Rencken: All change in Monaco?

2012-05-24 06:58

Seven different winners in as many races: since last year’s Abu Dhabi Grand Prix Lewis Hamilton (McLaren), Mark Webber (Red Bull), Jenson Button (McLaren), Fernando Alonso (Ferrari), Nico Rosberg (Mercedes), Sebastian Vettel (Red Bull) and Pastor Maldonado (Williams) have each taken line honours.

More to the point, in the five races (of 20) so far in 2012 five drivers representing five teams powered by three engines (Mercedes, Renault, Ferrari) have taken the flag - equalling F1’s record-setting 1983 when the sixth round saw the first repeat winner.


On current form the odds ahead of this weekend’s Monaco GP are strong that a sixth driver/team combination will reign on the narrow, bumpy streets of the Mediterranean principality, so watch for a record.

It won’t, though, be a street stroll for whoever gets the trophy from Durban-born Princess Charlene - wife of Albert II - for so busy is the circuit that during a typical Monaco qualifying lap a driver makes more than 130 significant steering movements and 200 car inputs per 3.34km lap - not including brake and throttle pedals/including kers and DRS activations - and changes gear on average every 54m.

The circuit, bounded by the Alps Maritimes and the Mediterranean Sea on the other, has 19 corners (8L/11R), eight of which are taken at less than 100km/h, and only two at more than 250km/h to deliver an average qualifying and race speeds of around 160km/h and 150km/h respectively. Each lap demands 12 braking events, six of them ultra-heavy.

Following complaints about bumpiness, the track has been resurfaced in parts, while tyre barriers have been replaced by space-age TecPro material in Turns 1 and 14 to better absorb impacts. Further safety improvements on this most rudimentary of tracks include abrasive surfaces in run-off areas.


However, Monaco’s track surface is the least abrasive of all circuits, yet, conversely, track evolution (the rate at which it "speeds up" through cleaning by passing cars and rubber laid down) is the fastest of the year – off a high "green" base due to civilian traffic dirtying it 360 days a year.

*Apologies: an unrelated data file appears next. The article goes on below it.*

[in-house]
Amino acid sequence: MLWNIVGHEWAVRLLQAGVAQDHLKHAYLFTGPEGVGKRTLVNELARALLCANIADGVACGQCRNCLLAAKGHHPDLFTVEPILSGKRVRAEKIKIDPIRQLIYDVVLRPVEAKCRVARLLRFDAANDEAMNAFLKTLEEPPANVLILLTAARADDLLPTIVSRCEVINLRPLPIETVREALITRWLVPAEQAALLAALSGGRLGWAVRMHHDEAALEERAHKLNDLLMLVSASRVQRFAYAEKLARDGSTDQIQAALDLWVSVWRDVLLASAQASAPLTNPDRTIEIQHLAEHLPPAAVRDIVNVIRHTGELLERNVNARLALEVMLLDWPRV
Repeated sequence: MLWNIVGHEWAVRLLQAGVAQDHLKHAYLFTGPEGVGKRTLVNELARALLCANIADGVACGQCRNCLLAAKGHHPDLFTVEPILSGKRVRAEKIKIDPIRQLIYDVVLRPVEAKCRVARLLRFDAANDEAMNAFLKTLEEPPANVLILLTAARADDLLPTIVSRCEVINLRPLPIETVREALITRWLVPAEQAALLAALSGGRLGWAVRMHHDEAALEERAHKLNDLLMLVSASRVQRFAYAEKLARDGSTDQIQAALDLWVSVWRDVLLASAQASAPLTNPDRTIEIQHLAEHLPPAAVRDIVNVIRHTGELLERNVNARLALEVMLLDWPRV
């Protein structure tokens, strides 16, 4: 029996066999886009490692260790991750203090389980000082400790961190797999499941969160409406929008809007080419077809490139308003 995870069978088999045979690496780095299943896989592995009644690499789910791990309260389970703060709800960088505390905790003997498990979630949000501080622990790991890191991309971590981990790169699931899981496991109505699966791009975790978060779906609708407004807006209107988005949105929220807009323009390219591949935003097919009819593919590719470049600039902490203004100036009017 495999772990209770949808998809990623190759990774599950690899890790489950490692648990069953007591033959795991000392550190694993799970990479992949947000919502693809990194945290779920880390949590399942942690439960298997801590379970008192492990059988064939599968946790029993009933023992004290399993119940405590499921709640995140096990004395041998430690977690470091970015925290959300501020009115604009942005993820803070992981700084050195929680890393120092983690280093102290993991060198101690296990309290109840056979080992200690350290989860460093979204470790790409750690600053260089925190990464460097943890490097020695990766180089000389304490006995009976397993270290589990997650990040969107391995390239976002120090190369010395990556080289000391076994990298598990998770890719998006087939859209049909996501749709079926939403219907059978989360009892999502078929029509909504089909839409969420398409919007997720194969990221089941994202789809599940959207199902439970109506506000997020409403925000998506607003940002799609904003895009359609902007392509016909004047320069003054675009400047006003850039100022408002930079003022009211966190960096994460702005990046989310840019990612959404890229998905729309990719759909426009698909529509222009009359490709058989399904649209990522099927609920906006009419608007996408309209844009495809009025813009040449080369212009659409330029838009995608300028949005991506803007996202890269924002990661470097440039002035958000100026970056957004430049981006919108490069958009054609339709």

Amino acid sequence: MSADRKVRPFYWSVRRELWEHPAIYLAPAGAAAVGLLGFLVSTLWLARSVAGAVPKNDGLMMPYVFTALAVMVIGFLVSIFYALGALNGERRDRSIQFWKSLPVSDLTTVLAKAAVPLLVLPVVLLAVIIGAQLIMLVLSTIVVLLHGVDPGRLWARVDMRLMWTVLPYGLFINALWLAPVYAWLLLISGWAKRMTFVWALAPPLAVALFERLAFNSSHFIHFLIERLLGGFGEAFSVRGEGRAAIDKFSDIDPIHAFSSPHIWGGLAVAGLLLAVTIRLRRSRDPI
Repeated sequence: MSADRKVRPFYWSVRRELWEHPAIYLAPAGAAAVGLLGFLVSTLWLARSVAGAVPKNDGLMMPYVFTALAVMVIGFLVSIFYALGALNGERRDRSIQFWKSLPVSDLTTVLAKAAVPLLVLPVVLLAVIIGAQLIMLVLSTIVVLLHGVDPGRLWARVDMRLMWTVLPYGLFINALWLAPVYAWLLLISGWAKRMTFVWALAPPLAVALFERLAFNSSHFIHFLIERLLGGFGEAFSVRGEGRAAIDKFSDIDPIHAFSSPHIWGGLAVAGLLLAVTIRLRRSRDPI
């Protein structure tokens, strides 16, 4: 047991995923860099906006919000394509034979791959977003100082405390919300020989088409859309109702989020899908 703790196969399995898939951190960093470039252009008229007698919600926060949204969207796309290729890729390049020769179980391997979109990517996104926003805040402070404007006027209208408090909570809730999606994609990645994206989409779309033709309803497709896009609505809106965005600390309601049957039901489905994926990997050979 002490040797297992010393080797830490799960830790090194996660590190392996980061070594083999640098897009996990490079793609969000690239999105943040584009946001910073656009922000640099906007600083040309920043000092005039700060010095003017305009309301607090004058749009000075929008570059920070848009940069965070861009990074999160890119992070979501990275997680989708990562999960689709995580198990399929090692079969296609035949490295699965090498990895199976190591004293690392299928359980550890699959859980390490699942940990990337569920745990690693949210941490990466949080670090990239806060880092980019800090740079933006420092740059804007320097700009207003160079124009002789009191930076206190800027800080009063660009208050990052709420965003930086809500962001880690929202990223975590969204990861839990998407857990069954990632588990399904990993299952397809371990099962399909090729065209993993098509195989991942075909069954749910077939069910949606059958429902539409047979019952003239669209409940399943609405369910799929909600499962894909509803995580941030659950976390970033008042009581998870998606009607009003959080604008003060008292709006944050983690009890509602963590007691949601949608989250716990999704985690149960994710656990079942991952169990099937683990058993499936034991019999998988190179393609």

Taken in conjunction with relatively low average speeds, the surface has a low tyre-wear factor. Thus Pirelli has specified Supersoft (red sidewall) and Soft (yellow) compounds, with the latter able to last 50 laps or more, making a one-stop strategy entirely realistic – although McLaren’s Jenson Button used a three-stop sprint strategy to finish behind winner Vettel and Alonso in 2011.

Three factors have played major roes in delivering the unpredictability that has epitomised this season: tyre degradation, kers and DRS; however, for Monaco the FIA has curtailed free use of the latter device during preliminaries in the interests of safety. Thus DRS is banned from Portier through the tunnel to the harbour chicane – scene of Checo Perez’s horrific accident during 2011 qualifying – while on Sunday a single DRS zone will operate: on the main straight, with detection in the preceding hairpin.
The tight and twisty confines of the circuit and lack of extended run-off areas mean a high rate of incidents which invariably bring out the pace car. In the last decade seven races have featured a total of 13 such periods to provide an overall incidence of 70%, while in the same period the winner has come from the pole position seven times.


To have a chance of victory the teams need to ensure strong qualifying form while factoring flexibility into their approaches to best adapt to changing circumstances, particularly as the pits lane time – without stopping – amounts to an excruciating 20sec at the mandatory speed of 60km/h. All these factors result in a wide approach to strategy, making this most prestigious of races arguably the toughest to win.

Thus Monaco’s victory roll is truly illustrious, with the winners of the last seven races being Kimi Räikkönen, Alonso, Alonso, Hamilton, Button, Webber and Vettel – champions all save Webber – while Michael Schumacher did a fair amount of winning in his heyday, last taking the flag here in 2001.

If the event is different to all other grands prix, so is its timetable, with formalities commencing with two practice sessions on Thursday, followed by normal Saturday/Sunday service. F1 does not run at all on Friday, with support events held in the morning and the pits being opened after noon to enable fans and autograph hunters to do their things. 

Vettel and Alonso lead the championship with 61 points each, followed by Hamilton (53) and Räikkönen (49), with Webber (48) and Button (45) completing the first six. Thus only 16 points, or a single third place paying 15 points, separate the top five.


However, the Lotus twins of Räikkönen and Roman Grosjean could well spring a surprise, as could Rosberg, who views the track as his home circuit, having grown up and been schooled in Monaco.

Any bets the top six order will change come Sunday at 4pm?

If the outcome of the 78-lap race, which starts at 2pm on Sunday, remains unpredictable, the weather is less so: sunny 24C skies are forecast for all four days. Qualifying takes place at the same time on Saturday.